THIS POST IS PART OF THE ULTIMATE GUIDE TO SPORTS MEDICINE
Wrestling is one of the few sports that can be traced back to the beginning of recorded history. With its extreme one-on-one competition, wrestling tournaments can be watched anywhere from small elementary gymnasiums to giant Olympic arenas.
All sizes of people and both male and female participants are welcome to compete. Most competition rules require that wrestlers are paired against each other according to weight class. Some competitions may require wrestlers to be paired by age, experience or gender. Matching athletes by similarities helps a wrestler to avoid injuries; however, injuries do occur.
Common wrestling injuries
“Common wrestling injuries can be broadly categorized into the head or neck injuries, skin conditions, upper extremity injuries and lower extremity injuries,” said Dr. Troy Roberson, OrthoIndy sports medicine specialist.
Among head and neck injuries, concussions account for approximately 1 to 8 percent of all injuries in wrestling. Concussions should be taken very seriously with removal from play and progression through a return-to-play protocol.
Skin infections are also a major concern with as many as 8 percent of high school wrestlers experiencing this problem and 21 percent of collegiate wrestlers. Early treatment, daily hygiene practices and systematic practices of handling locker room materials help prevent spreading infections to other teammates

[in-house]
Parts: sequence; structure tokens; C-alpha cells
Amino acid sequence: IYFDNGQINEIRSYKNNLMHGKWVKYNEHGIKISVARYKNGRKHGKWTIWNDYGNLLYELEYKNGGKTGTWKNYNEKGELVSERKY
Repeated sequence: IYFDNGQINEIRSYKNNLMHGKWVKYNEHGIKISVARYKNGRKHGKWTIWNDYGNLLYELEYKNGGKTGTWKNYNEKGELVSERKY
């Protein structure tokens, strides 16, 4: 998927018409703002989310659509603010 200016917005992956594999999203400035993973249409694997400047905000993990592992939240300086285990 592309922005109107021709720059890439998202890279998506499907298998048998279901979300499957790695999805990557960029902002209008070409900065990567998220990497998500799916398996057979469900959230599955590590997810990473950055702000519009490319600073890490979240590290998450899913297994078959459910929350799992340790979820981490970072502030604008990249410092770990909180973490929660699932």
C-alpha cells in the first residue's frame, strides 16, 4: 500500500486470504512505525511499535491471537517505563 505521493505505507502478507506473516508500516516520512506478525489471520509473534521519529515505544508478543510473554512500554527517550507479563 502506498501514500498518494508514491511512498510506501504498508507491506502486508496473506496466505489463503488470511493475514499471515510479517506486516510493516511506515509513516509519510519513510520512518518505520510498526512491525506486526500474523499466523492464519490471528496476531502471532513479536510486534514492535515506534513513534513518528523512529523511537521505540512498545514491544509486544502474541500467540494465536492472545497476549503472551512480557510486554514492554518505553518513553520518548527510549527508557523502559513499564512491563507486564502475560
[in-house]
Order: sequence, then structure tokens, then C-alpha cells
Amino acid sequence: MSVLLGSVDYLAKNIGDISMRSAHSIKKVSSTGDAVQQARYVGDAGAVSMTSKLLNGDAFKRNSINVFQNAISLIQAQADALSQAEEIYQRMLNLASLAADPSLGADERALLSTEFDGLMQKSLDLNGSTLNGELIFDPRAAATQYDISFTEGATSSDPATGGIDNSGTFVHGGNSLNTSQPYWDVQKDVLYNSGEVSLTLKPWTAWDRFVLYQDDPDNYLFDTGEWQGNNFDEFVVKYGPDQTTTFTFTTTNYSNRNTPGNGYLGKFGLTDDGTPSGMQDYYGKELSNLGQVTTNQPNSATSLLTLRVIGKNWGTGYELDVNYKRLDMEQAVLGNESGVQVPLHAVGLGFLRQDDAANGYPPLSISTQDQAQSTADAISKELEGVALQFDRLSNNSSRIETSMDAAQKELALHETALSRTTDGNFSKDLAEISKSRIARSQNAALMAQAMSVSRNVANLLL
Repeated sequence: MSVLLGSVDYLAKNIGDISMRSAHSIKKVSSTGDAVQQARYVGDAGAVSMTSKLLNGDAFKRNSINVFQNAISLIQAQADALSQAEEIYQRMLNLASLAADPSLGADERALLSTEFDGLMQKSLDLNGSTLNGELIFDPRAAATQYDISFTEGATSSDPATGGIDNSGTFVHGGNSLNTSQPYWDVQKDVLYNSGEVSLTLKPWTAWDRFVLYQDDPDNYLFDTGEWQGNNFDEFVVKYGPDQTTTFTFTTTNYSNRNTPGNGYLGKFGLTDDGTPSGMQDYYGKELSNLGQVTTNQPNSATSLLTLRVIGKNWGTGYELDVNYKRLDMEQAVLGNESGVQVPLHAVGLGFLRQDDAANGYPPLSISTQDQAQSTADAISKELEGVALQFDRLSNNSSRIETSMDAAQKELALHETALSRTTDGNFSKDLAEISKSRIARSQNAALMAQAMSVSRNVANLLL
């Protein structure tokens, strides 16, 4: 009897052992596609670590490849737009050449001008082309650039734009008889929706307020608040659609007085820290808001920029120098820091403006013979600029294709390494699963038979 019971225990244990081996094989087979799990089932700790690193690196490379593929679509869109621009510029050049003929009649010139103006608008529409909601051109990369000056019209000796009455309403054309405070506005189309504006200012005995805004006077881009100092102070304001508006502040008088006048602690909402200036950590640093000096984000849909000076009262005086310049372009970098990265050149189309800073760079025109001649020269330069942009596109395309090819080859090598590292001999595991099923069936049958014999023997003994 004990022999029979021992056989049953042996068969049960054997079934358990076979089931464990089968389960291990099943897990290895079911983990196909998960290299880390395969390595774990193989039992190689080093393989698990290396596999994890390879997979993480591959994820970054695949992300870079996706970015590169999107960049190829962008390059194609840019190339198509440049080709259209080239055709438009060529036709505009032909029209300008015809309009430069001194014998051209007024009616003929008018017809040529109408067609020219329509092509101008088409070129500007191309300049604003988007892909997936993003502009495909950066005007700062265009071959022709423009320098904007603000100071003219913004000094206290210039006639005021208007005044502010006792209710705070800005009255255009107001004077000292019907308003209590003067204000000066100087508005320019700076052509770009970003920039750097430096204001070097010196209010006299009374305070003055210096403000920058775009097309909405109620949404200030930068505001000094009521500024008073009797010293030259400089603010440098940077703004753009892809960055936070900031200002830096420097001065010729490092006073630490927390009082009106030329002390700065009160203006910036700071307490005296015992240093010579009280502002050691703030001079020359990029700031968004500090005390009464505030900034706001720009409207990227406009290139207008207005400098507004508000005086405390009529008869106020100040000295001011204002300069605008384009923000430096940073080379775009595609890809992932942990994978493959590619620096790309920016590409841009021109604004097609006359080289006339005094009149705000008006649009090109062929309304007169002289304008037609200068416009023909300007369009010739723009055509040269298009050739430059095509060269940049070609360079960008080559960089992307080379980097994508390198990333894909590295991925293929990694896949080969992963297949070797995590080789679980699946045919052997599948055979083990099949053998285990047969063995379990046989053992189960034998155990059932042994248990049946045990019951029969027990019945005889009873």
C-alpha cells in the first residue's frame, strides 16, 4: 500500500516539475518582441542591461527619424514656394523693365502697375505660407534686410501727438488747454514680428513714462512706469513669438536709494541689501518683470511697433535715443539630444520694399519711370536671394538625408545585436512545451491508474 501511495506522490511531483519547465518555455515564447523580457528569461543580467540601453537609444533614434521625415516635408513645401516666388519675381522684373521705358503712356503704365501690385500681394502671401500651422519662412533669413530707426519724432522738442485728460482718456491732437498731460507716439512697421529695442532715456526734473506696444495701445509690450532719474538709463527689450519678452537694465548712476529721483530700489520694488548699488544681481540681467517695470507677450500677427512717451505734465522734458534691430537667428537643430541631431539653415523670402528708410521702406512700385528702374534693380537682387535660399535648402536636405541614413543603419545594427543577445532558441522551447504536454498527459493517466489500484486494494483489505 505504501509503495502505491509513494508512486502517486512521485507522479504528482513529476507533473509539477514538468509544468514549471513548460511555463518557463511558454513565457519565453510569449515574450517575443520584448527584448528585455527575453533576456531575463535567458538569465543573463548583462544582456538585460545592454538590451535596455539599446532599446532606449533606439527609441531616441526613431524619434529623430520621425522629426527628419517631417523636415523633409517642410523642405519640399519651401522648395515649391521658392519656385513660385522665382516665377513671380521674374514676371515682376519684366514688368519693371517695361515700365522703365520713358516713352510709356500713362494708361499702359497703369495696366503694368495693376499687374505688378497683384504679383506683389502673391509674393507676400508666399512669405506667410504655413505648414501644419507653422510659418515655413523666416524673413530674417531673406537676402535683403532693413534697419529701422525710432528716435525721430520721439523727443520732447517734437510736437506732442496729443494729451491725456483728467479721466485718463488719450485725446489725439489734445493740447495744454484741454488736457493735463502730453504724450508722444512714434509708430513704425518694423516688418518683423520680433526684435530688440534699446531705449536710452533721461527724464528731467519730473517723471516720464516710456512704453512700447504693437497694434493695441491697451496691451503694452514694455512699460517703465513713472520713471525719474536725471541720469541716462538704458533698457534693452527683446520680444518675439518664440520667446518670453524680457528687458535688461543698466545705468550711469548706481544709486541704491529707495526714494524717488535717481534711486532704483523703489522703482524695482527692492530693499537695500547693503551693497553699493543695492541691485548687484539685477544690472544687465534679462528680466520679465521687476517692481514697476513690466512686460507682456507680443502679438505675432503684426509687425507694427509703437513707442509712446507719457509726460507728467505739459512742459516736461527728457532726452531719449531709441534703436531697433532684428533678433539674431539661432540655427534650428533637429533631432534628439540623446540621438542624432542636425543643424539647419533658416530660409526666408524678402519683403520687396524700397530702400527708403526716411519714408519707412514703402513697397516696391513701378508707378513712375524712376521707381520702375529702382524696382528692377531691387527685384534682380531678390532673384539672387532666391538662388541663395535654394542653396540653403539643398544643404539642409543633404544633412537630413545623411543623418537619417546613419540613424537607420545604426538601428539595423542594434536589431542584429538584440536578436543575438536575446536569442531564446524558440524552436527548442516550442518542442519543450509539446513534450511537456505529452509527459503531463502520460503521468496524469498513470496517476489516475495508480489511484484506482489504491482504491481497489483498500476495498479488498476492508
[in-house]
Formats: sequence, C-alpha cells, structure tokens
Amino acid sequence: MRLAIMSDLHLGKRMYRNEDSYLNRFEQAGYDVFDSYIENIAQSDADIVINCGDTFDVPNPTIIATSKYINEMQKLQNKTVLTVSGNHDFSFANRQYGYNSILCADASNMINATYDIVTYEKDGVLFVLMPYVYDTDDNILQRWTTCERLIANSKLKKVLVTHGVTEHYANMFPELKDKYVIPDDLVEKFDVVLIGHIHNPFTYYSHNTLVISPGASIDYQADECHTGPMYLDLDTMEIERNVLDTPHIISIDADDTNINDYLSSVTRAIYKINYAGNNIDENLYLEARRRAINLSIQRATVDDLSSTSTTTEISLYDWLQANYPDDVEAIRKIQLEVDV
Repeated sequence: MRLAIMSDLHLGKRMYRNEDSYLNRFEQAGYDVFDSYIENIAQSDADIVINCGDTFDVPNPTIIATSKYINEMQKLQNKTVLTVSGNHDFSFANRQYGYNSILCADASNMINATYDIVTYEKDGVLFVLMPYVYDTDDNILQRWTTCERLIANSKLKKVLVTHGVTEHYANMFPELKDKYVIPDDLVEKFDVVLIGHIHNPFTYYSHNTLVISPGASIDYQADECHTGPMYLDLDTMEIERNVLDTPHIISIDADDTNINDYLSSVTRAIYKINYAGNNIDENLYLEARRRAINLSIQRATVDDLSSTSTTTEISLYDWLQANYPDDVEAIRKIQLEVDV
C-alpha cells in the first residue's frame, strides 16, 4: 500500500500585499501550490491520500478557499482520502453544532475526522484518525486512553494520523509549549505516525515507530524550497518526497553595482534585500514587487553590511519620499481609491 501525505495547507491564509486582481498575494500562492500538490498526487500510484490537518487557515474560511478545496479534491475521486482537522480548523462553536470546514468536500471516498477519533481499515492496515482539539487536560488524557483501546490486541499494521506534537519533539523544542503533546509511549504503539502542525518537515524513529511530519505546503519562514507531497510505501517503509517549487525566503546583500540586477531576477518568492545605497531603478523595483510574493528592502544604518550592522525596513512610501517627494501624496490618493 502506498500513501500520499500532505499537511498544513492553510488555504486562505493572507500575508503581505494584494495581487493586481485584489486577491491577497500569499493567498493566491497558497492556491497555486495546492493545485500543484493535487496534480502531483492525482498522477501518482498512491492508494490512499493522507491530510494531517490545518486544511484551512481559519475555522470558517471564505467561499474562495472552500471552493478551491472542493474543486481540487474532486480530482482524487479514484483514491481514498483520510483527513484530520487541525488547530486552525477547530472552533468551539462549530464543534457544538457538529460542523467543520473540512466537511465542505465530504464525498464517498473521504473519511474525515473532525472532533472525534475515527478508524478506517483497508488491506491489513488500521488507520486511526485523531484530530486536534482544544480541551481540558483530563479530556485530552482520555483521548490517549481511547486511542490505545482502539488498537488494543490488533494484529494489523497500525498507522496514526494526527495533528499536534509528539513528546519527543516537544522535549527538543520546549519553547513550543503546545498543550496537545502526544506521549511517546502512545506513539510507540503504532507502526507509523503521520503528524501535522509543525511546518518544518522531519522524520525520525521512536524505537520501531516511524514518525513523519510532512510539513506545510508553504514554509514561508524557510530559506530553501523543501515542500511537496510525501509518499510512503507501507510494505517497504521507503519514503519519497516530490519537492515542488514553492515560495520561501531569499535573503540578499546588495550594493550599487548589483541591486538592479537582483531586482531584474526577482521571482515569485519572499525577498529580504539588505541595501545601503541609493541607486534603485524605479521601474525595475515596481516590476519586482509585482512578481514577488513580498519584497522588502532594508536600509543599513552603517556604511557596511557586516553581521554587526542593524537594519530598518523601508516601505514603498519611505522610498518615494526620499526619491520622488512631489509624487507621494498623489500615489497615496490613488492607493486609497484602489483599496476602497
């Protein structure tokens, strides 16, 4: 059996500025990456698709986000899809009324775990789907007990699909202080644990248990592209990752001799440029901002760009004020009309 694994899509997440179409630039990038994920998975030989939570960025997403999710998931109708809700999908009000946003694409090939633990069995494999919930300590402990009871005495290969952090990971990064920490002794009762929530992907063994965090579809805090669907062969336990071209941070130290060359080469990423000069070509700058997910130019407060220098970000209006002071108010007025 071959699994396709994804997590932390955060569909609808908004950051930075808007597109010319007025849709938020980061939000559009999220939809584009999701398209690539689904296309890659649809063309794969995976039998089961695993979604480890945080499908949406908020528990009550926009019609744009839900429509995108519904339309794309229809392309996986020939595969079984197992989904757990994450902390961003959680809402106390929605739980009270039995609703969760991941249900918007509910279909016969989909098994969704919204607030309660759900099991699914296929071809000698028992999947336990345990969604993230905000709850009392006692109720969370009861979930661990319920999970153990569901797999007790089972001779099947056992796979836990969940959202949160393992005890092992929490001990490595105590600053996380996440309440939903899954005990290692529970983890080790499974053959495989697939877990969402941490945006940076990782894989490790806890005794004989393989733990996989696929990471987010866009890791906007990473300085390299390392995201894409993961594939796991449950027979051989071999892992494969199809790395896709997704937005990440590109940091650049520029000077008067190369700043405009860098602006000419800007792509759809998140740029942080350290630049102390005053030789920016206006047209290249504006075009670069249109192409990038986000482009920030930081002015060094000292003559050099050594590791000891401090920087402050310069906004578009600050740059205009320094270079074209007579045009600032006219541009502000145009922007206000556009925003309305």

Among upper extremity injuries, shoulder dislocations and separations are common. “A shoulder separation involves the acromioclavicular (AC) joint while a shoulder dislocation involves the glenohumeral (GH) joint and represents the shoulder coming out of socket,” said Dr. Roberson. “This distinction is important because the vast majority of shoulder separations can be treated non-operatively with physical therapy. However, a shoulder dislocation in a high school athlete participating in a contact sport such as wrestling has a high likelihood of having recurrent instability after a shoulder dislocation and surgery may be considered more often in this case.”
Knee injuries are the most common lower extremity injury and are the most common injury to end a wrestler’s season. These can consist of various ligament injuries (ACL/collateral ligaments), meniscus tear and prepatellar bursitis. Prepatellar bursitis is particularly unique to wrestling accounting for as many as 21 percent of knee injuries in wrestlers while rare in other sports.
How do you prevent injury in wrestling?
Dr. Roberson also added that proper equipment and wrestling techniques help a wrestler avoid most injuries; however, as with all sports, some injuries cannot be avoided.
Learn more about sports medicine treatment at OrthoIndy.
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